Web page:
not in keeping with a standard of behavior or conduct; coarse:
    bad manners.
    27.
    1. vulgar, obscene, or blasphemous:
      bad language.
    2. not properly observing rules or customs of grammar, usage, spelling, etc.; incorrect:
      He speaks bad English.
    28.
    unattractive, especially because of a lack of pleasing proportions:
    She has a bad figure.
    29.
    (of the complexion) marred by defects; pockmarked or pimply; blemished:
    bad skin.
    30.
    not profitable or worth the price paid:
    The land was a bad buy.
    31.
    Commerce. deemed uncollectible or irrecoverable and treated as a loss:
    a bad debt.
    32.
    ill-spent; wasted:
    Don't throw good money after bad money.
    33.
    counterfeit; not genuine:
    There was a bad ten-dollar bill in with the change.
    34.
    having the character of a villain; villainous:
    In the movies the good guys always beat the bad guys.
    35.
    Sports. failing to land within the in-bounds limits of a court or section of a court; missing the mark; not well aimed.
    36.
    Slang. outstandingly excellent; first-rate:
    He's a bad man on drums, and the fans love him.
    noun
    37.
    that which is bad:
    You have to take the bad with the good.
    38.
    a bad condition, character, or quality:
    His health seemed to go from bad to worse.
    39.
    (used with a plural verb) evil persons collectively (usually preceded by the):
    The bad are always stirring up trouble.
    adverb, Informal.
    40.
    badly:
    He wanted it bad enough to steal it.
    Idioms
    41.
    bad off, in poor or distressed condition or circumstances; destitute:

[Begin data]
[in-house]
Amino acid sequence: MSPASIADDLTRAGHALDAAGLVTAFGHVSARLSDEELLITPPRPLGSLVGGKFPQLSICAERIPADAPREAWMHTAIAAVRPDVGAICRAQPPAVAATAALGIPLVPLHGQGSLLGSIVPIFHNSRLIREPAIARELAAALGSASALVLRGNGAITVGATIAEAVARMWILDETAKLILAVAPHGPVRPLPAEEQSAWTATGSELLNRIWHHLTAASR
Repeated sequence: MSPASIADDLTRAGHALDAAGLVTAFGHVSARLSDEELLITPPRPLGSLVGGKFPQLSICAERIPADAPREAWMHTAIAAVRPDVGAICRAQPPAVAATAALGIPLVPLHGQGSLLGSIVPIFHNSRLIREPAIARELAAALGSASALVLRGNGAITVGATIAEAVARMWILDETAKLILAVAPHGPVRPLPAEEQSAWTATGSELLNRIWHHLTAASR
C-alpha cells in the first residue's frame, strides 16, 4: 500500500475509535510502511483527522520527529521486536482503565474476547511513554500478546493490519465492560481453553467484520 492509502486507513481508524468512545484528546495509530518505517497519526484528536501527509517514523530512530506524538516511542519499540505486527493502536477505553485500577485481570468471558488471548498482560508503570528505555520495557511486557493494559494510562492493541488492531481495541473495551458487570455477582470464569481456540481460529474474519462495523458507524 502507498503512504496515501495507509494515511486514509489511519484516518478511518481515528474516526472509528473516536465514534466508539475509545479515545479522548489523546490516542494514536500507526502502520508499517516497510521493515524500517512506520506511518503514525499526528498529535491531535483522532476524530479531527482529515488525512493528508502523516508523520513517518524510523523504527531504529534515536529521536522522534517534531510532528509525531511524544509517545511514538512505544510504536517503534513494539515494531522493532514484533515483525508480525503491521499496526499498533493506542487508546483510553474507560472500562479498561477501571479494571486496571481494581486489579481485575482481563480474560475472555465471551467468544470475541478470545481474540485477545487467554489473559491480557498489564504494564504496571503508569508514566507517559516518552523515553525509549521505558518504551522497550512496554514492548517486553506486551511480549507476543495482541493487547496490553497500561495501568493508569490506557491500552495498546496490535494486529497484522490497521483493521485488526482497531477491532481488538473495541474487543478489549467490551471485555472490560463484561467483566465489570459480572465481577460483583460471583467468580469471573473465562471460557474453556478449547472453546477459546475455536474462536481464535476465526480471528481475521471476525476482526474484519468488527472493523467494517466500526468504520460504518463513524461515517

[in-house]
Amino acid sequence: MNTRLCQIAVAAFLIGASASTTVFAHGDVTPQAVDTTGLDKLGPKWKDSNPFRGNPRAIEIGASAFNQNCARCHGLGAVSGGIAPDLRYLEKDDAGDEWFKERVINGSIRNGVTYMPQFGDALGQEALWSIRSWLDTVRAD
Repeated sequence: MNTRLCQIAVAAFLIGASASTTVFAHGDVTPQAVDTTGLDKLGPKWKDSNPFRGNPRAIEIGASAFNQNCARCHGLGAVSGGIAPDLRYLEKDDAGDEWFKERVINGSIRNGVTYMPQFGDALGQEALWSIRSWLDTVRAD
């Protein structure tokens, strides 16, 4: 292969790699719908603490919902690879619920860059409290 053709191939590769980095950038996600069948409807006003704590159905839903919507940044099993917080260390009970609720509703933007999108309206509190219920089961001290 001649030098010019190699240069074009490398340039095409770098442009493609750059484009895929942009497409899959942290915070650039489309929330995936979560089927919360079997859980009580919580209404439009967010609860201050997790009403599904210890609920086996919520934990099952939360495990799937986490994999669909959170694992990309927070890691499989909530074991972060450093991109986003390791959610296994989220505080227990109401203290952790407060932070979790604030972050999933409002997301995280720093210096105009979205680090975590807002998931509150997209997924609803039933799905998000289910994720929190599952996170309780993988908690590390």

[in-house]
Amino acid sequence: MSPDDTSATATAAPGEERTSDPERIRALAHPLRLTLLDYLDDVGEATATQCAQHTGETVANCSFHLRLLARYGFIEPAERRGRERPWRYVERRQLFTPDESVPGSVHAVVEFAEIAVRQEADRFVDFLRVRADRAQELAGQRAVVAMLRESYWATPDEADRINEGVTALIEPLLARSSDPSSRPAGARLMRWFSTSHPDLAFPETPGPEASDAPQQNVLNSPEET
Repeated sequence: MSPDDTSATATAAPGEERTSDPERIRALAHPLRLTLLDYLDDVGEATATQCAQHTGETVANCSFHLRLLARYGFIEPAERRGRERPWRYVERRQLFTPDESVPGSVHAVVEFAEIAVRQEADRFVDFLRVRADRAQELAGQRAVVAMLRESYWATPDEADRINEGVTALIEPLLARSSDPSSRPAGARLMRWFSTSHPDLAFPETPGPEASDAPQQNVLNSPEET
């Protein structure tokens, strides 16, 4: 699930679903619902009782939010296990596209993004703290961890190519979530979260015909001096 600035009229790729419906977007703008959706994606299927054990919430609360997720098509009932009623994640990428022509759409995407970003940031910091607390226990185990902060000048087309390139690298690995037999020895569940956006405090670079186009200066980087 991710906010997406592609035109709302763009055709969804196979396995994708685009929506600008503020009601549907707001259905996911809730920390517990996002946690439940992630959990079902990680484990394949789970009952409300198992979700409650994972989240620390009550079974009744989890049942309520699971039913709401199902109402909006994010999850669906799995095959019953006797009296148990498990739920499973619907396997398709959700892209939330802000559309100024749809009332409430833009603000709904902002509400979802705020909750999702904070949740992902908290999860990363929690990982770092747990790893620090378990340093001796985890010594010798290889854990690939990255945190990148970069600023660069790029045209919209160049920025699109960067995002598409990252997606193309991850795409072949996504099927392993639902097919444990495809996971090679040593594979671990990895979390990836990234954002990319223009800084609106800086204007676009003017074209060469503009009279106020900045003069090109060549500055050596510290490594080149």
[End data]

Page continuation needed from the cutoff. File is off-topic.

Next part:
His family has been pretty bad off since he lost his job.
    Also, badly off.
    Compare well-off.
    42.
    go to the bad, to deteriorate physically or morally; go to ruin:
    She wept at seeing her son go to the bad.
    43.
    in a bad way, in severe trouble or distress.
    44.
    in bad, Informal.
    1. in trouble or distress.
    2. in disfavor:
      He's in bad with his father-in-law.
    45.
    my bad, Slang. my fault! my mistake!
    46.
    not bad,
    1. tolerably good; not without merit:
      The dinner wasn't bad, but I've had better.
    2. not difficult:
      Once you know geometry, trigonometry isn't bad.
    Also, not so bad, not too bad.
    47.
    too bad, unfortunate or disappointing:
    It's too bad that he didn't go to college.
    48.
    to the bad, in arrears:
    He's $100 to the bad on his debt.

Word Example of - bad

    Example Sentences for bad

    "You're almost as bad as Mr. Torbert, father," said Miss Maddledock.

    The cook was in too bad a humor to give her anything to eat with it.

    Now that the burning of the ginger had worn off, he was as bad as ever.

    Perhaps this might not be such a bad time to repeat his question, after all.